Sometimes I sit in a theatre and feel like I’m watching a completely different show to others. So when a gent in the front row guffawed heartily as Bunker Buddies hurtled towards its climax, I began to question myself, because by that stage unfortunately all I wanted was for it to be over. By that stage it had bounced about so many different ideas without ever landing fully on one that I had given up hope that it would end with any satisfaction.
This production does begin with comic promise. Lots of rushing around and screaming introduces us to Joe and Anna, the only two to have made it to the bunker in time before the nuclear war annihilated the planet. This is followed by a good piece of movement performance that perfectly and amusingly portrays the boredom that we would surely all feel if stuck with just one person in a confined space. Of course we all know what happens when two people get stuck together, and before long the inevitable happens. So it’s going to be a story about an unlikely duo falling in love? Nope.
Next we are introduced to the cleaner, or janitor (annoyingly, both words get used); the mysterious third person who has been hiding in the bunker and tidying up. Both Joe and Anna decide they love her although it’s never explained why or how, considering we never see her. But perhaps this means it’s a story about queer love, or we’re interrogating the concept of a mate for life when there are so few options?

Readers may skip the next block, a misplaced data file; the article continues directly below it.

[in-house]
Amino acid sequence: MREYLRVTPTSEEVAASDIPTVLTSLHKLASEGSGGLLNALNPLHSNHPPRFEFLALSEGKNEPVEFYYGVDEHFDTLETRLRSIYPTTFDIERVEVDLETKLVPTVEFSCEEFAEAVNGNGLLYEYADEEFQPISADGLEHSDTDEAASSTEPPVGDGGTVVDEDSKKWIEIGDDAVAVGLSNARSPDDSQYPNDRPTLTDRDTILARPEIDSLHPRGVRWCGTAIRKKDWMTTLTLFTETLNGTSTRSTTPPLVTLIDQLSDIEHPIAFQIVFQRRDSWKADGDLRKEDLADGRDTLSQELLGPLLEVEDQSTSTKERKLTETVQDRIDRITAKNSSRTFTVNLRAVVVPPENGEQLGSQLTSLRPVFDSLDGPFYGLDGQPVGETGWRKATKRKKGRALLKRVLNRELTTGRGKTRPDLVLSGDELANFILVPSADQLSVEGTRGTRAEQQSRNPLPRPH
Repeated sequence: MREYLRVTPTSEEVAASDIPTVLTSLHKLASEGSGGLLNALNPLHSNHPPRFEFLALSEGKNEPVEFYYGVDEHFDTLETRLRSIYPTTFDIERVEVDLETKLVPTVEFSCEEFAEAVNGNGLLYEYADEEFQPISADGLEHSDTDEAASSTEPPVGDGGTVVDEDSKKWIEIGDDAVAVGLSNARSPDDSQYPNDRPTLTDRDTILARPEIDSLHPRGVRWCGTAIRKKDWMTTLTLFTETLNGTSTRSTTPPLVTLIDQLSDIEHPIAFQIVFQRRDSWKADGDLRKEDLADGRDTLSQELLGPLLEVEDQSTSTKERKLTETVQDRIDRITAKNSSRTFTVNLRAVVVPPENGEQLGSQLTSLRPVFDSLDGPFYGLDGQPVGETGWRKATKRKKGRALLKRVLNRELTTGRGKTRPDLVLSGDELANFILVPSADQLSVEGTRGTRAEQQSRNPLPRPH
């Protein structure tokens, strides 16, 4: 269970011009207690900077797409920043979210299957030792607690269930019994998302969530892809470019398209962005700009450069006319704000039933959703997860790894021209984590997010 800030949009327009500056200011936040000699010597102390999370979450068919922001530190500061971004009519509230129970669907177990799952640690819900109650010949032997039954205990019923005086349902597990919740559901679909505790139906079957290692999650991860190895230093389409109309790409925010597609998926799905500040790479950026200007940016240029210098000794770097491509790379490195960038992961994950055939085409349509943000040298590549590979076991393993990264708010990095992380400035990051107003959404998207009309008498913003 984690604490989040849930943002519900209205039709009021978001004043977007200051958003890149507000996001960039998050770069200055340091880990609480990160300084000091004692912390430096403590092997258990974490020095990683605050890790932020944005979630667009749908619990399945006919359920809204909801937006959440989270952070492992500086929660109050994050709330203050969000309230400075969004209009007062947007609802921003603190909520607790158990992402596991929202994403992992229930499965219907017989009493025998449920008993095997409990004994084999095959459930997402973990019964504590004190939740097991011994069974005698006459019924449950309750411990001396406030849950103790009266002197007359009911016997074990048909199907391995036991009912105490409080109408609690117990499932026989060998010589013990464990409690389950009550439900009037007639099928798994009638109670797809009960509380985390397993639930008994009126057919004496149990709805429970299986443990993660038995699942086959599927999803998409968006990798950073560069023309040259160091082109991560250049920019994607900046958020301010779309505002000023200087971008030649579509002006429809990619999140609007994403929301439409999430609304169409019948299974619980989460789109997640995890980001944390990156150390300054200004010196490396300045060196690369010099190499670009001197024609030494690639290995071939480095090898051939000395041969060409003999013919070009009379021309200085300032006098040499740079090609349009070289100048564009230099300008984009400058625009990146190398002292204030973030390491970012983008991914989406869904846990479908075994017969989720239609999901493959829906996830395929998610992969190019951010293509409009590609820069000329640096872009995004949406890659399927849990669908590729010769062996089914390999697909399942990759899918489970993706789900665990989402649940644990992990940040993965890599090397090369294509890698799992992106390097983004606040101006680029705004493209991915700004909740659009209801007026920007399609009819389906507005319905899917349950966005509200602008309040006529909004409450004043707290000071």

Guess what? No again, because suddenly we are introduced to Steph, who at first you could mistake for that cleaner but it turns out is actually the salesperson who sold them their spaces in the bunker. And I will be honest, it was around this point I felt my blood starting to boil with the utter frustration of the whole show. Steph is played as if the stage direction was ‘with extreme slapstick’, but it’s never obvious why this felt a sensible choice. The script reinforces this as Steph tries to play tricks on Joe with the help of Anna, seduced by the promise of a Snickers bar. Oh, maybe it’s a play about the madness of isolation? Maybe Steph is a figment of Anna’s imagination? But alas, again no, and once more any ideas forming are dashed as we hurtle off to the next notion they want to throw in this overflowing pot. Perhaps the hope is that with enough thoughts stirring around they might lead to something good. But they don’t.
And if you get the feeling that by now I’d zoned out, you would be quite correct. I have no problem with a show that tries to keep you guessing, but it needs to have something you want to guess at. Bunker Buddies doesn’t manage that as there aren’t any real carrots dangled to give you something to latch onto. It flip-flops wildly and aimlessly, never seeming to know what it wants to be. And if the show doesn’t know, what hope is there for an audience? Even the conclusion when it comes, clearly aiming to give meaning, fails to do just that. It simply results in a shake of my head at how utterly unsatisfying it is, cheaply thrown in as if it will make us think how clever it is when it is anything but.
But on the other hand the laughing gent in the front row would clearly disagree with my assessment, so maybe it was only me who had lost the will to care by the end? Or maybe he was a plant, just to confuse us even more?
Written by: Dísa Andersen
Directed by: Ronja Siljander
Produced by: Koffin Productions